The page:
Seed Sowing – All Systems Go!

Today (my day off), didn’t quite go to plan, the game of golf and the rose pruning were off and there are no prizes for guessing why – the weather again! However, I had an alternative mission by lunchtime as the batch of seeds I ordered on Saturday from Sea Spring Seeds, arrived in today’s post. Subsequently it was out with the Super Seven and, having found shelter in my greenhouse from the wind, rain and snow, my first seeds of the year were sown.

After my success with chilli peppers last year and further encouraged by an article in the February edition of ‘The Garden’ (by Joy & Michael Michaud of Sea Spring Seeds), I’m experimenting with a few differing varieties. I”ve chosen from the list detailed in the article, but I also wanted to vary flavour and heat. The five I’ve selected range from the mild and sweet ‘Apple Crisp’ (mild, crunchy, thick and juicy, can be eaten like an apple) to ‘Habanada (mild but flavourful) to ‘Rodeo’ (round and perfect for stuffing) to the hotter Cayenetta (20,000 SHU) and ‘Fairy Lights’ (47,000 SHU and very pretty). The information provided on Sea Spring Seeds website about cultivating these seeds is clear and concise and I’ve followed it by using a fine seed compost in trays that will be kept moist and warm in the Super Seven. Once they’ve germinated, they’ll be positioned in a light place to avoid etiolation. Fingers crossed!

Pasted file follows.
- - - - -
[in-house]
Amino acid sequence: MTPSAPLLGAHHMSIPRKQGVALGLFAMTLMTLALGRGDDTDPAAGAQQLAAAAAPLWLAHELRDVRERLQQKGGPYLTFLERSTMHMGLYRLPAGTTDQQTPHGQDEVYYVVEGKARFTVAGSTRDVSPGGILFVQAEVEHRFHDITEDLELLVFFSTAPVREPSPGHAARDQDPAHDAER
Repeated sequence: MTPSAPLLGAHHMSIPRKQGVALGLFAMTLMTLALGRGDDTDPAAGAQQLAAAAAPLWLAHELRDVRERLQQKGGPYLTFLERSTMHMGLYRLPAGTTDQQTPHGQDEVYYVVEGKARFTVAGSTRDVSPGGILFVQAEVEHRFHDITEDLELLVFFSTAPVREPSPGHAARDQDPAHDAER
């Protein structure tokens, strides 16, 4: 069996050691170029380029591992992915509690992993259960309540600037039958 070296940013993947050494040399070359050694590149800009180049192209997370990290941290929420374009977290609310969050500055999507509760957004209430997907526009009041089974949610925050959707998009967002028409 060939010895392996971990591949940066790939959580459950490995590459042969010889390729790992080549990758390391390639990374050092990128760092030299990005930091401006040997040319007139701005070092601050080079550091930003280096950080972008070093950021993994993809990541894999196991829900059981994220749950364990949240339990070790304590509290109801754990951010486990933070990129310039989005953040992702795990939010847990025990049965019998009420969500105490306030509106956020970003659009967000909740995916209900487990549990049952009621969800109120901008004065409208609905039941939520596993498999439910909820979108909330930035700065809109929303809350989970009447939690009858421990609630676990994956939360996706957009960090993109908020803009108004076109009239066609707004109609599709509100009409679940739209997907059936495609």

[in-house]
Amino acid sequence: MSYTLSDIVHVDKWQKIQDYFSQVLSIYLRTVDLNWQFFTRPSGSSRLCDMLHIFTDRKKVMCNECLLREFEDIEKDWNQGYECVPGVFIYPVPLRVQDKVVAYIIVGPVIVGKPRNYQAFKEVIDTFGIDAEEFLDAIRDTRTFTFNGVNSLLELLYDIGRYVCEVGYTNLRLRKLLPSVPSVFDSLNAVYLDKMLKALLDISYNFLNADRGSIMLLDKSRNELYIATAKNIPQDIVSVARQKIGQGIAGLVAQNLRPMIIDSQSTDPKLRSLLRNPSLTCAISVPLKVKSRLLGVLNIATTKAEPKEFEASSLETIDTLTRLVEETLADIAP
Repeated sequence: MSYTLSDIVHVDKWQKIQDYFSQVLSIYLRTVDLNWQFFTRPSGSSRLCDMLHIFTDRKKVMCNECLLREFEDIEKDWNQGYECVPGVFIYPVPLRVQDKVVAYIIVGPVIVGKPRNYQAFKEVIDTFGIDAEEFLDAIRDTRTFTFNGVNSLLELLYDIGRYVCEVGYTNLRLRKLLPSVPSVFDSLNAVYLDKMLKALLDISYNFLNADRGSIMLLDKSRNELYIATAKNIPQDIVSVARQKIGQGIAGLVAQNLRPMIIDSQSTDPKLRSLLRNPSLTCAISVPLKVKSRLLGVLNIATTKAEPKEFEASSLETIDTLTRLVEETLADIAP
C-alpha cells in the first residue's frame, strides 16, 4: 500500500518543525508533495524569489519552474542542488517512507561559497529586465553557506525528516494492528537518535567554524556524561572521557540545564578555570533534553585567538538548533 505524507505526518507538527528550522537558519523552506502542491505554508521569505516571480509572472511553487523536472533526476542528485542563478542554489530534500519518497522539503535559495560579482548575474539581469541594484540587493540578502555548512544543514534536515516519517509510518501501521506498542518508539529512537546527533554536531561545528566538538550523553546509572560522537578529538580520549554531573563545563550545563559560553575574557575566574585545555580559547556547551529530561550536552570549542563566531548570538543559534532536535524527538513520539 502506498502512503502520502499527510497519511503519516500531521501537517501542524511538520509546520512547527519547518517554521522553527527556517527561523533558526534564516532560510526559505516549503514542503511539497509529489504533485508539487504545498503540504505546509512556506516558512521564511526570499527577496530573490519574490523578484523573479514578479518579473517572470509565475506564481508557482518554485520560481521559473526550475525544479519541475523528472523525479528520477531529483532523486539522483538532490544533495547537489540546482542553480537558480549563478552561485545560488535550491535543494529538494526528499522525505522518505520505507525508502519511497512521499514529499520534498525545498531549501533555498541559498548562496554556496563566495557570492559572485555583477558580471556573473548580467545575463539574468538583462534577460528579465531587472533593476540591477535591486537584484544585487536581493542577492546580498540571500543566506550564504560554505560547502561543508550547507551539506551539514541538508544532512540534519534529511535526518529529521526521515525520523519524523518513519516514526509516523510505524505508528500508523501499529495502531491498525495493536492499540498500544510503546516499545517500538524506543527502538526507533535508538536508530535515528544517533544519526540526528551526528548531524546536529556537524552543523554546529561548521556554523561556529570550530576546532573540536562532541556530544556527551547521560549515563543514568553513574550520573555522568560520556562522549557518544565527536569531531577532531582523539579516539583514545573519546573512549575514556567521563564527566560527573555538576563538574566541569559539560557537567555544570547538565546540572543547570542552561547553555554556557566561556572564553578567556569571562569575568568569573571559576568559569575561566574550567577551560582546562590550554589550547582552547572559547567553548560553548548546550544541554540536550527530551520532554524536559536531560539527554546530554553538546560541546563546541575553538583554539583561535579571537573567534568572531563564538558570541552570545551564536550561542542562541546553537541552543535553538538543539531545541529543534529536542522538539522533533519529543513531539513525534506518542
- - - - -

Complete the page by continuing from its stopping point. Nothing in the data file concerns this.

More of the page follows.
As I had two trays going spare in the Super Seven, I’ve also sown some cosmos ‘Apricot Lemonade’ (as included in the Propogator’s Six on Saturday some weeks ago) and antirrhinum ‘Royal Bride’. Hopefully, these plants will augment my borders this summer……

The heated Super Seven is a great tool – my son Josh gave it to me on Mother’s Day about 5 years ago and I’ve used it each year since – the trays are just the right size for the number of seeds I can handle and I get quite a production line going over the spring months!

By 4pm I was on a roll and so I got on with the sweet pea seeds I bought a few weeks ago. I was so pleased with ‘Cupani’ last year that I’ve sown more for this summer, along with ‘Swan Lake’ and ‘Beaujolais’. I chose a root trainer system rather than using the same biodegradable tubes as last year – I found that the roots did not spread particularly well. The theory behind the root trainer is that the main root drops off once it grows out from the bottom of the cell and then roots start branching out along the whole length, strengthening the plant. I’ve also changed the planting medium and used multi-purpose compost with John Innes – last year I threw a few spare seeds in a pot with this and they faired far better than those in the tubes with seed sowing compost. It’ll be interesting to see how successful I am….

With daylight still available, I finished by sowing a tray of beetroot ‘Bolthardy’, as per the picture, I couldn’t find a spare tray cover (strange, as I do tend to accumulate these, maybe they’ve found their way to the refuse tip?)

All done just before 5pm – and I may have been quite snug in the greenhouse, but outside in the garden was anything but!